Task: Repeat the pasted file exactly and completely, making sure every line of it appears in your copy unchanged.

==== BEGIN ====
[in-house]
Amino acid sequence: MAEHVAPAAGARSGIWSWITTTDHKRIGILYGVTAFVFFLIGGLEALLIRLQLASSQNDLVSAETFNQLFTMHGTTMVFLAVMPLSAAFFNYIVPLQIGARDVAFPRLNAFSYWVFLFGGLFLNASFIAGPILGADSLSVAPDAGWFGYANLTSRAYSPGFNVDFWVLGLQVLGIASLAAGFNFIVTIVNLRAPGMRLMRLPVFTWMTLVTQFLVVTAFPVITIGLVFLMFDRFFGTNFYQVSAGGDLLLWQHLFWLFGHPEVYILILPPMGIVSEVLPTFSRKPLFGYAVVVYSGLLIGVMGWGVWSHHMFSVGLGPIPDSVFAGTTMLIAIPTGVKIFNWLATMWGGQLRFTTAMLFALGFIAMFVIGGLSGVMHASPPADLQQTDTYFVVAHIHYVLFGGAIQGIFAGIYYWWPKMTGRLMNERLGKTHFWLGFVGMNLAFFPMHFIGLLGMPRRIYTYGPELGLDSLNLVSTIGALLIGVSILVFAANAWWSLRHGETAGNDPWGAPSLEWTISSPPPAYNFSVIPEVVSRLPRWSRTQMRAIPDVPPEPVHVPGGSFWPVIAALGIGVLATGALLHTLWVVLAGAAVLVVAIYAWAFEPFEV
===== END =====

[in-house]
Amino acid sequence: MAEHVAPAAGARSGIWSWITTTDHKRIGILYGVTAFVFFLIGGLEALLIRLQLASSQNDLVSAETFNQLFTMHGTTMVFLAVMPLSAAFFNYIVPLQIGARDVAFPRLNAFSYWVFLFGGLFLNASFIAGPILGADSLSVAPDAGWFGYANLTSRAYSPGFNVDFWVLGLQVLGIASLAAGFNFIVTIVNLRAPGMRLMRLPVFTWMTLVTQFLVVTAFPVITIGLVFLMFDRFFGTNFYQVSAGGDLLLWQHLFWLFGHPEVYILILPPMGIVSEVLPTFSRKPLFGYAVVVYSGLLIGVMGWGVWSHHMFSVGLGPIPDSVFAGTTMLIAIPTGVKIFNWLATMWGGQLRFTTAMLFALGFIAMFVIGGLSGVMHASPPADLQQTDTYFVVAHIHYVLFGGAIQGIFAGIYYWWPKMTGRLMNERLGKTHFWLGFVGMNLAFFPMHFIGLLGMPRRIYTYGPELGLDSLNLVSTIGALLIGVSILVFAANAWWSLRHGETAGNDPWGAPSLEWTISSPPPAYNFSVIPEVVSRLPRWSRTQMRAIPDVPPEPVHVPGGSFWPVIAALGIGVLATGALLHTLWVVLAGAAVLVVAIYAWAFEPFEV